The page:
Antonio Miranda, Warburg Dillon Read
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Antonio Miranda, Warburg Dillon Read

Different ways to skin a cat

The word stress doesn't appear in Antonio Miranda's vocabulary. The managing director of debt capital markets for Warburg Dillon Read is super-relaxed as he explains deals and makes philosophical observations while showing Euromoney around the firm's cavernous new premises in Stamford, Connecticut. Looking out over the trading floor, which resembles a giant aircraft hangar, he remarks: "In 100 years' time people will look back on this [way of working] like they do now on the industrial revolution. They'll feel pity that we didn't know infra-red rays from computers were slowly poisoning us. They'll wonder how we could have been so naive."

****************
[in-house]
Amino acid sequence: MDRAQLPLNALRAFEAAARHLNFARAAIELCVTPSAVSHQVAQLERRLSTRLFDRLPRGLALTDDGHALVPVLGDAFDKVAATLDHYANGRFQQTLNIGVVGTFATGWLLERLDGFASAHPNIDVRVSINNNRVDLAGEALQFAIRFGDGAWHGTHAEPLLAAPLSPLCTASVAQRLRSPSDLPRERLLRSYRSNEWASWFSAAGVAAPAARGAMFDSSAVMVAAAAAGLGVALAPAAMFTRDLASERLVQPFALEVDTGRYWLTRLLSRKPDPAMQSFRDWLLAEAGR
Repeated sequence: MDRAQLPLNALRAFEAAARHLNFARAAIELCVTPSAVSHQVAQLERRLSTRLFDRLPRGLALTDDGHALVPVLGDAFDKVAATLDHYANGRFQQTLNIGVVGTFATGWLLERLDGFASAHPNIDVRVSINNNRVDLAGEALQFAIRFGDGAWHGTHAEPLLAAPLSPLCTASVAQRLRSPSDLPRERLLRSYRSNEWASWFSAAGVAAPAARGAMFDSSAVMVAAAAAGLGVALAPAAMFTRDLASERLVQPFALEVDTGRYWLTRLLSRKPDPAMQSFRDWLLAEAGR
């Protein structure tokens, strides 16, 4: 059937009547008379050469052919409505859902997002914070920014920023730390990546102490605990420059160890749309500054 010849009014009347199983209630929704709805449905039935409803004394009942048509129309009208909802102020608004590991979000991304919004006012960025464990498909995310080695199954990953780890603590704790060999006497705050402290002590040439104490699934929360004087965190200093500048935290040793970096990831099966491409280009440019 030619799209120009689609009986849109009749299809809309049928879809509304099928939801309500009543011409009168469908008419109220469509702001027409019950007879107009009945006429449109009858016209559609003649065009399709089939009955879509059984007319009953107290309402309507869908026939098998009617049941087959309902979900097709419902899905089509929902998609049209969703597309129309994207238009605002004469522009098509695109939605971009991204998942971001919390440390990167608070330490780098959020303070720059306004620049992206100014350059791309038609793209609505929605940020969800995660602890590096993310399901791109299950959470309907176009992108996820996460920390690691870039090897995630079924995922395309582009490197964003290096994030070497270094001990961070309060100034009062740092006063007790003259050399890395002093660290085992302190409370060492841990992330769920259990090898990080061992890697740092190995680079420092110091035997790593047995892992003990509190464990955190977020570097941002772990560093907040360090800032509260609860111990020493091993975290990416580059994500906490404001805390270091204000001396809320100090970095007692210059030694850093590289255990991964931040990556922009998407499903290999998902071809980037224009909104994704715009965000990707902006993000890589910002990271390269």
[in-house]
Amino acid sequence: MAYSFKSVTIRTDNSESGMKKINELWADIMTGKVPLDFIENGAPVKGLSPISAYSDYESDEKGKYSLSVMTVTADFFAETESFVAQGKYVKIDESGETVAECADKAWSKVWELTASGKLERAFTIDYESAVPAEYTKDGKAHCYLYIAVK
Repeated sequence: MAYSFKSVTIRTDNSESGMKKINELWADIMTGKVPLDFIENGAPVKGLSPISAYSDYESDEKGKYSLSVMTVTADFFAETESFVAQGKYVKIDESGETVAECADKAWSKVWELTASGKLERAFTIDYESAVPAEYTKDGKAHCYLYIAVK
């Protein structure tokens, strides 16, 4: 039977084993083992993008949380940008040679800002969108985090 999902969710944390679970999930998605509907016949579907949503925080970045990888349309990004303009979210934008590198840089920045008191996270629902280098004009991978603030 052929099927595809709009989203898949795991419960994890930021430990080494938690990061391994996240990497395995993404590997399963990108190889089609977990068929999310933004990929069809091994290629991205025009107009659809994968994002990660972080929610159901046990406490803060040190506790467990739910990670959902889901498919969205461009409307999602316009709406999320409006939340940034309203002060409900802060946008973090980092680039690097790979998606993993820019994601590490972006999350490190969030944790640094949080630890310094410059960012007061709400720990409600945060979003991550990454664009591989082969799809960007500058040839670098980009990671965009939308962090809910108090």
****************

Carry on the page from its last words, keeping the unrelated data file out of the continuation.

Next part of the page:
Unaware of the plight Miranda has sketched for them, the 900 or so workers carry on with their business and no riots break out. Then, stopping to admire a picture by the Japanese artist Yukinori Yanagi in which ants are destroying a huge sand replica of a US dollar bill, Miranda comments: "It seems appropriate art for a house winning euro business."

The pride of Miranda's deal portfolio is the €400 million, seven-year bond brought for Mexico last September jointly led with Paribas, making it the first non-European sovereign to tap this market.

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